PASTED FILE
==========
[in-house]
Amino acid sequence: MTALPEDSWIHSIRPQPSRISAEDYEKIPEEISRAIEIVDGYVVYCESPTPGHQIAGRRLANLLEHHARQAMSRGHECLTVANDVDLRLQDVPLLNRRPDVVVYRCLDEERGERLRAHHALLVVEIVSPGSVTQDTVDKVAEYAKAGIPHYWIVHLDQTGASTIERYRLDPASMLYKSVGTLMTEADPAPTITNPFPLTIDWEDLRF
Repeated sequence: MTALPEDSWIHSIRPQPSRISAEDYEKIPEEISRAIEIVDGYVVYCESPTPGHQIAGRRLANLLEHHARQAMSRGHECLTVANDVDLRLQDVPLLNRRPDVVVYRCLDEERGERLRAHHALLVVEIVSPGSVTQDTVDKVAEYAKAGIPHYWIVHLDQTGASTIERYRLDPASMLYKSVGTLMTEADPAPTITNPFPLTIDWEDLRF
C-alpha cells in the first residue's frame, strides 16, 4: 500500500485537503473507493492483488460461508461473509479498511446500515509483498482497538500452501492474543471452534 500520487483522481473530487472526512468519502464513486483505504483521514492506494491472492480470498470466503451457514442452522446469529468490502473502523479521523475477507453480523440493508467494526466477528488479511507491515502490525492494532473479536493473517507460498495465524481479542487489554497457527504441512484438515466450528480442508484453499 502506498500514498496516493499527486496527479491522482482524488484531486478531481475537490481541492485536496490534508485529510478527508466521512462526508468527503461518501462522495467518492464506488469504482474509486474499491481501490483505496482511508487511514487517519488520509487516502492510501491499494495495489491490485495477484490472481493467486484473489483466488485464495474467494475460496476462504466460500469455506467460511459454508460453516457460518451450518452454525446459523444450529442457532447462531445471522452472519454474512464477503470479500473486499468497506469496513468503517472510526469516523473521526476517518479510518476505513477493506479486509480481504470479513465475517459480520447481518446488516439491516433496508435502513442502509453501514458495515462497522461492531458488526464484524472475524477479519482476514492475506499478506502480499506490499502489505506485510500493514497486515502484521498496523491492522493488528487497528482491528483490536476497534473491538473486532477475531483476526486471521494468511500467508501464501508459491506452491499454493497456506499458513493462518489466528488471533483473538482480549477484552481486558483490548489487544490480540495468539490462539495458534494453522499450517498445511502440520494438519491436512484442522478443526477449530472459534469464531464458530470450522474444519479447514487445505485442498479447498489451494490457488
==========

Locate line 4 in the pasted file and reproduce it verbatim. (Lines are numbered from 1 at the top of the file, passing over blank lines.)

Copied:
C-alpha cells in the first residue's frame, strides 16, 4: 500500500485537503473507493492483488460461508461473509479498511446500515509483498482497538500452501492474543471452534 500520487483522481473530487472526512468519502464513486483505504483521514492506494491472492480470498470466503451457514442452522446469529468490502473502523479521523475477507453480523440493508467494526466477528488479511507491515502490525492494532473479536493473517507460498495465524481479542487489554497457527504441512484438515466450528480442508484453499 502506498500514498496516493499527486496527479491522482482524488484531486478531481475537490481541492485536496490534508485529510478527508466521512462526508468527503461518501462522495467518492464506488469504482474509486474499491481501490483505496482511508487511514487517519488520509487516502492510501491499494495495489491490485495477484490472481493467486484473489483466488485464495474467494475460496476462504466460500469455506467460511459454508460453516457460518451450518452454525446459523444450529442457532447462531445471522452472519454474512464477503470479500473486499468497506469496513468503517472510526469516523473521526476517518479510518476505513477493506479486509480481504470479513465475517459480520447481518446488516439491516433496508435502513442502509453501514458495515462497522461492531458488526464484524472475524477479519482476514492475506499478506502480499506490499502489505506485510500493514497486515502484521498496523491492522493488528487497528482491528483490536476497534473491538473486532477475531483476526486471521494468511500467508501464501508459491506452491499454493497456506499458513493462518489466528488471533483473538482480549477484552481486558483490548489487544490480540495468539490462539495458534494453522499450517498445511502440520494438519491436512484442522478443526477449530472459534469464531464458530470450522474444519479447514487445505485442498479447498489451494490457488